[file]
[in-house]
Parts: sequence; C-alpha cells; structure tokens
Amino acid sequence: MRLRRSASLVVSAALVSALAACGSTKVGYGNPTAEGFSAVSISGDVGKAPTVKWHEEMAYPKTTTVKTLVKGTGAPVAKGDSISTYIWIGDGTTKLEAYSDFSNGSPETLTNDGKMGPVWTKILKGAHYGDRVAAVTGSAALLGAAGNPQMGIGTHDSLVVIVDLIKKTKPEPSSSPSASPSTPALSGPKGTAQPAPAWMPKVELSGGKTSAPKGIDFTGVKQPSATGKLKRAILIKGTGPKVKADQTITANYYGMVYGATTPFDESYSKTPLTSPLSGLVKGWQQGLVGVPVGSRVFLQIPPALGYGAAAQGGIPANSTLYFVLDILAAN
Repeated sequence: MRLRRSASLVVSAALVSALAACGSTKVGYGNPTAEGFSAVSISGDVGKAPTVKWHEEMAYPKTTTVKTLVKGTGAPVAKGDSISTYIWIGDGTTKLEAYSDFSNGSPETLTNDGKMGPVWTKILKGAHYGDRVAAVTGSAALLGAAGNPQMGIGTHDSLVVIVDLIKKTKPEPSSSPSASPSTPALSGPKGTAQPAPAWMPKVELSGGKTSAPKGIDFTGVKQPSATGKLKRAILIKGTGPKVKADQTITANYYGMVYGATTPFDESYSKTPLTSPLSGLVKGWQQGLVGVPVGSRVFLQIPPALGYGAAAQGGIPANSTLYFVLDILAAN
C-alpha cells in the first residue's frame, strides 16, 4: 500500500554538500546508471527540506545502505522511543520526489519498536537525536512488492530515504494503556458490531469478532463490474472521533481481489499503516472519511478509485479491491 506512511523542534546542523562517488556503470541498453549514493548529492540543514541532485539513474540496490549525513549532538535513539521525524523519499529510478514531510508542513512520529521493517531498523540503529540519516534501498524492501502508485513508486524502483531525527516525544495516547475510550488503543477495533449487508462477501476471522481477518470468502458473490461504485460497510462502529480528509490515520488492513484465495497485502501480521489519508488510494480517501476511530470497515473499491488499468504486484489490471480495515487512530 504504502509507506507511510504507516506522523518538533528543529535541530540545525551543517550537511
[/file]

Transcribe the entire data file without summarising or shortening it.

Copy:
[in-house]
Parts: sequence; C-alpha cells; structure tokens
Amino acid sequence: MRLRRSASLVVSAALVSALAACGSTKVGYGNPTAEGFSAVSISGDVGKAPTVKWHEEMAYPKTTTVKTLVKGTGAPVAKGDSISTYIWIGDGTTKLEAYSDFSNGSPETLTNDGKMGPVWTKILKGAHYGDRVAAVTGSAALLGAAGNPQMGIGTHDSLVVIVDLIKKTKPEPSSSPSASPSTPALSGPKGTAQPAPAWMPKVELSGGKTSAPKGIDFTGVKQPSATGKLKRAILIKGTGPKVKADQTITANYYGMVYGATTPFDESYSKTPLTSPLSGLVKGWQQGLVGVPVGSRVFLQIPPALGYGAAAQGGIPANSTLYFVLDILAAN
Repeated sequence: MRLRRSASLVVSAALVSALAACGSTKVGYGNPTAEGFSAVSISGDVGKAPTVKWHEEMAYPKTTTVKTLVKGTGAPVAKGDSISTYIWIGDGTTKLEAYSDFSNGSPETLTNDGKMGPVWTKILKGAHYGDRVAAVTGSAALLGAAGNPQMGIGTHDSLVVIVDLIKKTKPEPSSSPSASPSTPALSGPKGTAQPAPAWMPKVELSGGKTSAPKGIDFTGVKQPSATGKLKRAILIKGTGPKVKADQTITANYYGMVYGATTPFDESYSKTPLTSPLSGLVKGWQQGLVGVPVGSRVFLQIPPALGYGAAAQGGIPANSTLYFVLDILAAN
C-alpha cells in the first residue's frame, strides 16, 4: 500500500554538500546508471527540506545502505522511543520526489519498536537525536512488492530515504494503556458490531469478532463490474472521533481481489499503516472519511478509485479491491 506512511523542534546542523562517488556503470541498453549514493548529492540543514541532485539513474540496490549525513549532538535513539521525524523519499529510478514531510508542513512520529521493517531498523540503529540519516534501498524492501502508485513508486524502483531525527516525544495516547475510550488503543477495533449487508462477501476471522481477518470468502458473490461504485460497510462502529480528509490515520488492513484465495497485502501480521489519508488510494480517501476511530470497515473499491488499468504486484489490471480495515487512530 504504502509507506507511510504507516506522523518538533528543529535541530540545525551543517550537511